Last week marked the anniversary of the terrorist attacks of September 11. Fourteen years have passed since commercial airliners we’re high-jacked and crashed into targets in New York, Washington and Pennsylvania, taking the lives of almost 3,000 people, causing 10 billion dollars worth of structural damage and ultimately 3 trillion dollars in total costs. In addition to these tangible losses, September 11 was the defining cultural event of a generation, affecting the political, religious, military and financial agendas of millions of people.

In the immediate aftermath, our nation was shaken; third world violence had invaded a first world epicenter. Tuesday mornings were no longer safe, airports and subways were now suspicious. No one was sure of how to navigate this new world. The danger and anxiety was so palpable it seemed normalcy would never reappear.

But a week later, as the literal dust was still settling in lower Manhattan, sports returned. The slow, methodical, strategic nature of baseball could not be further removed from the urgency of fire fighters and ambulances. Like a bowl of soup after a fever or a pint of ice cream after a break up, the comforting change of pace allowed America to breath again.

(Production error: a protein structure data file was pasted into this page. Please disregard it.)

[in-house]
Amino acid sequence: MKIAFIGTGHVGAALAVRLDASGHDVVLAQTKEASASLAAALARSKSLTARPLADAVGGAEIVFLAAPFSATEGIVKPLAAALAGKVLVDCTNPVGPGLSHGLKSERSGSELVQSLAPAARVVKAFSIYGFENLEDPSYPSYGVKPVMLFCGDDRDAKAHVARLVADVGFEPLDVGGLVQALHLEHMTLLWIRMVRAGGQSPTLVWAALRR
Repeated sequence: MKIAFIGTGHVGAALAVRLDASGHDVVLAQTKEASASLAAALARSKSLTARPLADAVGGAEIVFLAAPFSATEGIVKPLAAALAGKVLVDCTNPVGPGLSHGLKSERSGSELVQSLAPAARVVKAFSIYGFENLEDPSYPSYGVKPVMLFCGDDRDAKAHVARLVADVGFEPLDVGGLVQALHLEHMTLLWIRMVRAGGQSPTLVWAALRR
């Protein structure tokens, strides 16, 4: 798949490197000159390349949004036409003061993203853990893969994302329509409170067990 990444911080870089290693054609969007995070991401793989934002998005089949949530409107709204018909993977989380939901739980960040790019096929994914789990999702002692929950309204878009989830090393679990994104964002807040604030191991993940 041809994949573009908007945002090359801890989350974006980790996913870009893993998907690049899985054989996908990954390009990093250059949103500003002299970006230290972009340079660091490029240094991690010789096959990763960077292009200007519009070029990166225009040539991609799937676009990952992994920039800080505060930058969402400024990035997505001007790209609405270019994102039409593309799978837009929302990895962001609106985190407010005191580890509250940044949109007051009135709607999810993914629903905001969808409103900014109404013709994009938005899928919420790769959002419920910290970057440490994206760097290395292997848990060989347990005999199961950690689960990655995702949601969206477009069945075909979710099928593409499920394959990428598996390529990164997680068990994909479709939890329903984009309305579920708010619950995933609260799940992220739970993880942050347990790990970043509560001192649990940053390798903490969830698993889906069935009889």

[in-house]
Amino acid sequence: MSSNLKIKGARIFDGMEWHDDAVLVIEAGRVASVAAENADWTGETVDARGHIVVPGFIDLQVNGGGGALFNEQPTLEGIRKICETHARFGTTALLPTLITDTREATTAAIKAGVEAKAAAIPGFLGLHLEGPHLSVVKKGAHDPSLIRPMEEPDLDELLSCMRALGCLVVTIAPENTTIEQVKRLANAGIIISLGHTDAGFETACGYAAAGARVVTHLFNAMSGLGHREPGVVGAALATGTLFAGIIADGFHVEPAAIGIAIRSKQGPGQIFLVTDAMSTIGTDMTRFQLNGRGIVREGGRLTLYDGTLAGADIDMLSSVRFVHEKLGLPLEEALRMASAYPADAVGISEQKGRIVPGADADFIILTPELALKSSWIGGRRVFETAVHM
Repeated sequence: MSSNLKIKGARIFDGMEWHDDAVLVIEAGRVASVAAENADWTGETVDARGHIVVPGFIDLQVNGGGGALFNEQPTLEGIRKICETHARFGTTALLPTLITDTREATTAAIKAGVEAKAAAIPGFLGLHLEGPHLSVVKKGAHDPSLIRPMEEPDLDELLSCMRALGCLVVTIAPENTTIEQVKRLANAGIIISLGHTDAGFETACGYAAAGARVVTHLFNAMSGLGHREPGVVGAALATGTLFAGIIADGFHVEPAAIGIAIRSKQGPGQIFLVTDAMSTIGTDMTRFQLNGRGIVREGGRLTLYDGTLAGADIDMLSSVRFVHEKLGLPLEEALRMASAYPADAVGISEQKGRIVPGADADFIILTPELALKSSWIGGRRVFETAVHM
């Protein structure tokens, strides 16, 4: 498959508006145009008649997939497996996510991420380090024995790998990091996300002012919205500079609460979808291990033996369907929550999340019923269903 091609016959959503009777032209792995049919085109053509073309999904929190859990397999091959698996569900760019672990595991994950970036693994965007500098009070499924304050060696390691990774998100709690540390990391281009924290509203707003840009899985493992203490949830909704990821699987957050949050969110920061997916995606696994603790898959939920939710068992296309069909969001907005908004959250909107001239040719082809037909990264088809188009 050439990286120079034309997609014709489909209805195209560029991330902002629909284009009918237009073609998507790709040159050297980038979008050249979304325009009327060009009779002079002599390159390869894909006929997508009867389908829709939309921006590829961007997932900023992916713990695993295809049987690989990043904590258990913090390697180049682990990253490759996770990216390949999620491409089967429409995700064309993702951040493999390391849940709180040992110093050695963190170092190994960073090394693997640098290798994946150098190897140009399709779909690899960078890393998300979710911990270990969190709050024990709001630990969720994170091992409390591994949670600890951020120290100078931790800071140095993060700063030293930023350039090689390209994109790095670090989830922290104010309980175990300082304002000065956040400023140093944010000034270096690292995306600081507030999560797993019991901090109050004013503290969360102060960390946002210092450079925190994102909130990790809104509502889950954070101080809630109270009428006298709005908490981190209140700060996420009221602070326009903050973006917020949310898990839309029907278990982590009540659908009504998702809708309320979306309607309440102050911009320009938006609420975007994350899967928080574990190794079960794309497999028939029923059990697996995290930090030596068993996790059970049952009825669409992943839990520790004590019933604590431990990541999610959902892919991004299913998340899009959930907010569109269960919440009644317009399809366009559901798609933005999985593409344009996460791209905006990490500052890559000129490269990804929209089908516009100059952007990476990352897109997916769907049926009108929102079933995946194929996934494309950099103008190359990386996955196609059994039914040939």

The last fourteen years have seen wars fought, cities rebuilt and memorials erected. The most important topics at the highest levels of authority have been debated and implemented but it was a children’s game that initiated the healing of a nation.

Sports are not urgent, sports are not essential; sports are normal and normalcy is essential. People need sports to retreat and play. People need a way to Sabbath. It’s in that space where we learn, grow and heal (especially in regions where terrorism occurs more than every 14 years) There will always be pain – be it national terrorism or personal business but people will always need space to recharge and in that moment, when fresh air is offered, people will be receptive to good news, potentially even Good News.

"Come to me, all who labor and are heavy laden and I will give you rest."  Matthew 11:28

Bubby Bryan
Director of Communications